A decade ago, the U.S. economy experienced one of the most difficult recessions since the Great Depression, and the effects touched every industry, including fast-moving consumer goods (FMCG). Unfortunately, when the markets turned, many FMCG companies—manufacturers in particular—were caught off guard by the sudden rise in the cost of doing business, especially the rising cost of goods.
Now, well out of the shadows of the last recession, the cost of goods continues to rise for manufacturers. As a result, many FMCG companies are still using the same price and promotion strategies they were using to combat the effects of the economic downturn. Those tactics, however, used year after year can bring unwanted risk to your business. Here are a few things that we learned from the last economic downturn and some best practice strategies we’ve developed to implement before inflation returns.
The Vicious Cycle: Rising Costs, Price Increases, Deep Discounts, Reduced ROI … Repeat
During the recession, we learned a painful lesson about “reactivity.” At that time, the FMCG industry had been stable for a significant period, allowing trade practitioners to get by with similar pricing or promotion plans year after year. When the cost of goods went up, the industry unknowingly set off a chain of events that went something like this:
- The cost of goods went up.
- Manufacturers reflexively increased price to protect their margins—sometimes without robust analytics—and unknowingly set a vicious cycle into effect.
- As a result, brand loyalty among consumers shifted.
- Then, in an attempt to win back loyalty, these same companies overcorrected with deeper discounts and more frequent promotions that often didn’t bring in returns.
In the end, consumers grew wise to these promotional cycles. They started stocking up when deals were hot, clipping coupons, buying less per trip and visiting bulk outlets. These cycles also opened up the competitive landscape to allow room for significant private-label penetration, which gave shoppers yet another option at the shelf and contributed to private-label growth (up 2% since 2013).
Although consumers are still sensitive to price, these behaviors are not as broad reaching today as they were 10 years ago. So why are two-thirds of trade promotions still not breaking even? Let’s take a look.
Perfecting Pricing and Promotion: A Five-Dimensional Chess Game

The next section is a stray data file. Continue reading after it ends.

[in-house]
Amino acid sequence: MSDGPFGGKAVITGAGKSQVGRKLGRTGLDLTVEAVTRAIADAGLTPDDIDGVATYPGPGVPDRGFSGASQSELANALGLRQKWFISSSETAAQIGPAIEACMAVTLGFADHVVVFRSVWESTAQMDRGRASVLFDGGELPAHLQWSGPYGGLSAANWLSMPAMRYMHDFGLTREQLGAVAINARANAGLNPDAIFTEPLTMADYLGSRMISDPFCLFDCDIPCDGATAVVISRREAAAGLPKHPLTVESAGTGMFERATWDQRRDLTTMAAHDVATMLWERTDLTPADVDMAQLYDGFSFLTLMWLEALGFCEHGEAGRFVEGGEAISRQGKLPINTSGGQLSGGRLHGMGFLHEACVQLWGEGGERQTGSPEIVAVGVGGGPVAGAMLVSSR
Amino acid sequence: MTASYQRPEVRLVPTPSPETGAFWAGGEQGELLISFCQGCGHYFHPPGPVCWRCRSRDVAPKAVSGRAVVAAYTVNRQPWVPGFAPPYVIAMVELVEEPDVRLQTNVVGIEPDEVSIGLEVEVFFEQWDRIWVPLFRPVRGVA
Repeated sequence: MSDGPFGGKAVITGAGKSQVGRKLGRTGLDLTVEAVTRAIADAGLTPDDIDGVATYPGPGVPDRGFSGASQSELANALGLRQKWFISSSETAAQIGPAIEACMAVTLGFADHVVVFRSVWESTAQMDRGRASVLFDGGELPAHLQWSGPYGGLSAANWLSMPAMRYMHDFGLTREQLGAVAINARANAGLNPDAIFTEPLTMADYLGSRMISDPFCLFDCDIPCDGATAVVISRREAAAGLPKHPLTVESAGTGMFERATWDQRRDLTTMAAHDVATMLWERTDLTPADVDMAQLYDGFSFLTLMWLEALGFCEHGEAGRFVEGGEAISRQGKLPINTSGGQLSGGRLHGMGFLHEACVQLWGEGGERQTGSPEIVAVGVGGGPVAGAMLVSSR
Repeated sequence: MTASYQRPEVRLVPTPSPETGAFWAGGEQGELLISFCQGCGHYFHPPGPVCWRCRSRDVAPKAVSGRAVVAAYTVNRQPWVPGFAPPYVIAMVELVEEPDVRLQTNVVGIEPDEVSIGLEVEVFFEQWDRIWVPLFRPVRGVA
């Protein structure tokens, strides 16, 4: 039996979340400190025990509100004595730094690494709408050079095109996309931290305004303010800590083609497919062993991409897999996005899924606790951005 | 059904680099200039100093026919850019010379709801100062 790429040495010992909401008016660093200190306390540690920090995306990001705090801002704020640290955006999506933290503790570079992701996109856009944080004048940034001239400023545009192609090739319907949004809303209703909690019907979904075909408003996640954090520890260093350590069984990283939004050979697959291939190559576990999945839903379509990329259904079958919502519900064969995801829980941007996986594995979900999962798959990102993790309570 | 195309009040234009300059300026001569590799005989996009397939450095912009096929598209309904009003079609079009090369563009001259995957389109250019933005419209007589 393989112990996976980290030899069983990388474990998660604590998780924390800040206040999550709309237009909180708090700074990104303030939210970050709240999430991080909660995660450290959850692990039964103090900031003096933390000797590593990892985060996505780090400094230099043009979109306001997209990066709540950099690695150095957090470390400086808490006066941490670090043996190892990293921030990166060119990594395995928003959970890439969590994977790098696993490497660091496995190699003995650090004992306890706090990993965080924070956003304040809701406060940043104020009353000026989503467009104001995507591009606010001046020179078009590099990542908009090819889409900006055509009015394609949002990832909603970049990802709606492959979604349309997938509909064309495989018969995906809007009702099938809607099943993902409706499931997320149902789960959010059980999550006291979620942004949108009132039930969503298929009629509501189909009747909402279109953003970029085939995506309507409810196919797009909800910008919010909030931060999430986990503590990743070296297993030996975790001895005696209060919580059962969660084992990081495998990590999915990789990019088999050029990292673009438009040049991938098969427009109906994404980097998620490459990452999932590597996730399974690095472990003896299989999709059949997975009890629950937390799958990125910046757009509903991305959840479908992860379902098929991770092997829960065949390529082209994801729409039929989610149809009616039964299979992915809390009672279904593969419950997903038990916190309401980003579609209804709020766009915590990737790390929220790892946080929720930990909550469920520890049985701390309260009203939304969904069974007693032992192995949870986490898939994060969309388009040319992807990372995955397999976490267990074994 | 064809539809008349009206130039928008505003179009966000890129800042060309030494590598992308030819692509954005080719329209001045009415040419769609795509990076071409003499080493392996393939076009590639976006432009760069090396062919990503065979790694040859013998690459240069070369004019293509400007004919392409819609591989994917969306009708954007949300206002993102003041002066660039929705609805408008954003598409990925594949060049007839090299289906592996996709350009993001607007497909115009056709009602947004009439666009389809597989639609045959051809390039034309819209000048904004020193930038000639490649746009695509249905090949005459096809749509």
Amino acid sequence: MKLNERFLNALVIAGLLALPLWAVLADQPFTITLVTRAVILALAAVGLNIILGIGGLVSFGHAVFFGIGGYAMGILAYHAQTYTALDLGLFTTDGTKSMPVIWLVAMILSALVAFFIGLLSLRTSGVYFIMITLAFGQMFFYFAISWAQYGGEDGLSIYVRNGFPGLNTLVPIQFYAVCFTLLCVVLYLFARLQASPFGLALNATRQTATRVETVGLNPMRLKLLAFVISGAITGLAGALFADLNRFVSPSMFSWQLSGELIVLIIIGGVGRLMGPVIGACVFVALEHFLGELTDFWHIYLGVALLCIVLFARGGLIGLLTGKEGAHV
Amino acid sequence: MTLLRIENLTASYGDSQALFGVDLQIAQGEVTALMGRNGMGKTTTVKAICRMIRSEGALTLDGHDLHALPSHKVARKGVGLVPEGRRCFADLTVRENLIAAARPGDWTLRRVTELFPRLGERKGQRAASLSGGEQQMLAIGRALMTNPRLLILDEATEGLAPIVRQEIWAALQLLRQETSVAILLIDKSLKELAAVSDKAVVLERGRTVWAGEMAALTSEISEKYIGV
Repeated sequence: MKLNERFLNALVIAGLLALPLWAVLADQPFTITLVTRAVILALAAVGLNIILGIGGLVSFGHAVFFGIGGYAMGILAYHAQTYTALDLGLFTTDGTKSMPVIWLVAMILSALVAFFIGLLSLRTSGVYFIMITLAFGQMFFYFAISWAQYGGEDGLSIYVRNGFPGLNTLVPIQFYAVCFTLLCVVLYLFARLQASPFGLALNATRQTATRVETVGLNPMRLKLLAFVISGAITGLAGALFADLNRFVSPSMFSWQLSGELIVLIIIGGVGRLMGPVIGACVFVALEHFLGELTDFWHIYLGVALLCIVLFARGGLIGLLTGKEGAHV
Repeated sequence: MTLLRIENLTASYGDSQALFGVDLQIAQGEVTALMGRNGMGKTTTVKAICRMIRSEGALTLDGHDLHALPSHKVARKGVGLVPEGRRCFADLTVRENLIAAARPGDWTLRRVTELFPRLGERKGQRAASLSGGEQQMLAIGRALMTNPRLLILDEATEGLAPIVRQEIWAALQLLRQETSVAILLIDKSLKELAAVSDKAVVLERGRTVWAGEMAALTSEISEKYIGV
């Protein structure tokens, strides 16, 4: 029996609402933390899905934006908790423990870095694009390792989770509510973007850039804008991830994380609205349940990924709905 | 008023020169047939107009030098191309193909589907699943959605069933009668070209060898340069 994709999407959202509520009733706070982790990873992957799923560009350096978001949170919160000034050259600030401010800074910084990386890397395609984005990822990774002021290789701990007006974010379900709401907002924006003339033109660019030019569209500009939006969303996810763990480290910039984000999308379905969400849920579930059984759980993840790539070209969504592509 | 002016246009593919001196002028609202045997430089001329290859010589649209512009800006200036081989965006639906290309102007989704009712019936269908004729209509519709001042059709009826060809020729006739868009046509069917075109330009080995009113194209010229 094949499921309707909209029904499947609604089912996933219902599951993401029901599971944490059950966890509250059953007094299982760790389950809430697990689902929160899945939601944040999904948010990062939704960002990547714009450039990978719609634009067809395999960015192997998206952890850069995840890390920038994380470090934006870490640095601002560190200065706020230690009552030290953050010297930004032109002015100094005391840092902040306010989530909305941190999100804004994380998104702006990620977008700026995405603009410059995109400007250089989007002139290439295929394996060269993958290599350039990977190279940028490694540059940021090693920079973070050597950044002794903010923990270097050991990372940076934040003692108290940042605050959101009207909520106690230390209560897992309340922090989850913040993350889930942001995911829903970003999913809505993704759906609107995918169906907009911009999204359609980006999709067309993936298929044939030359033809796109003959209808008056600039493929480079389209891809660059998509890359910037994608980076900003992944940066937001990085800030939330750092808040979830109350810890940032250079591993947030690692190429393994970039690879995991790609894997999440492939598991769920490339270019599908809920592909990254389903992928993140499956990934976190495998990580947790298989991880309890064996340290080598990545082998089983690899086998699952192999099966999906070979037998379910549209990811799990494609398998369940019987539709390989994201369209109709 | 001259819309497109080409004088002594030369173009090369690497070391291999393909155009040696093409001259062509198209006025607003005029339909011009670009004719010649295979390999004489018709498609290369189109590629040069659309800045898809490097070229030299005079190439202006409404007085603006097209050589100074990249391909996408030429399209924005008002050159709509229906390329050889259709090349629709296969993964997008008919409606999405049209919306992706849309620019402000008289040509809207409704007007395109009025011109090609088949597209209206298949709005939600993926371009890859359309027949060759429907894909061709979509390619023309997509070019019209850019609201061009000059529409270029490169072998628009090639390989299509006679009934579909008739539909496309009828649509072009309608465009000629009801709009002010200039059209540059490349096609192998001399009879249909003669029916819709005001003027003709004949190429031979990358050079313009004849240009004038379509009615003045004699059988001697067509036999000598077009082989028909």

Typically, companies formulate the price of their product by considering what it costs to make it and adding a product margin. And while this strategy may suffice in many circumstances, it is not always the best approach. It’s important to also account for outside factors such as how your strategy for one product will affect the rest of your portfolio. If you change one thing about a brand’s pricing or promotion, implications for another brand will arise.
In the case of the last decade’s recession, the industry did not account for the negative impact that price increases would have on volume or the negative impact that promotions would have on sales. At the time, manufacturers were not aware of these possible consequences because they didn’t have analytics to help them evaluate all market conditions.
Now, as manufacturers are becoming savvier about their trade spend, they’re not limiting their efforts to price hikes and promotions as they seek to protect their bottom lines and drive sales. These include “downsizing” and reformulations. When companies downsize products, they make the size of a product smaller but keep the price the same. When they opt to reformulate, they employ consumer perceptions to improve the product itself.
As change continues to shape the industry, it’s important to set up your company for financial success. To really know what is the optimal approach for driving return on investment (ROI), companies need to keep tabs on where their products are located, how they’re priced, how they’re served and, most importantly, the value they provide to consumers.
Build Pricing Strategies that Move the Needle with Consumers
When it comes to pricing, many companies typically leverage last year’s plans. While commonly used, there is a better way. To know how to move the needle with consumers, it’s important to have an understanding of how shoppers value your product and then connect that value to price. his is known as price sensitivity.
A decade ago, shoppers were willing to buy a product if it was on discount or could easily be stocked up. Today, consumers purchase products based on whether they’re of good value and quality. For example, a health-conscious consumer may consider paying more for a product if it follows “clean labeling” practices because they want to see exactly what’s in it. On the other hand, consumers purchasing over-the-counter medications may be less sensitive to price because they’re sick and can’t afford to be picky.
Five Steps to Pricing and Promotion Success
The reality is that inflation could happen any day and the cost of goods could go up again. Watch the on-demand version of our “Price on the Rise” webinar where we navigate through the ins and outs of building price and promotion strategies for a fast-paced economy, including how to:
- Develop value pricing strategies: Consider consumers’ sensitivity to price.
- Determine pricing actions: Create profit opportunities by having the right pricing strategy.
- Align price gap to private label: Be strategic in how you respond to private-label competitors.
- Re-prioritize promotions: Find promotions that are mutually beneficial to retailers/manufacturers.
- Reduce costs: Look at your supply chain to see where you can reduce operational costs.
For additional insight, download our What To Do When the Cost of Goods Goes up report.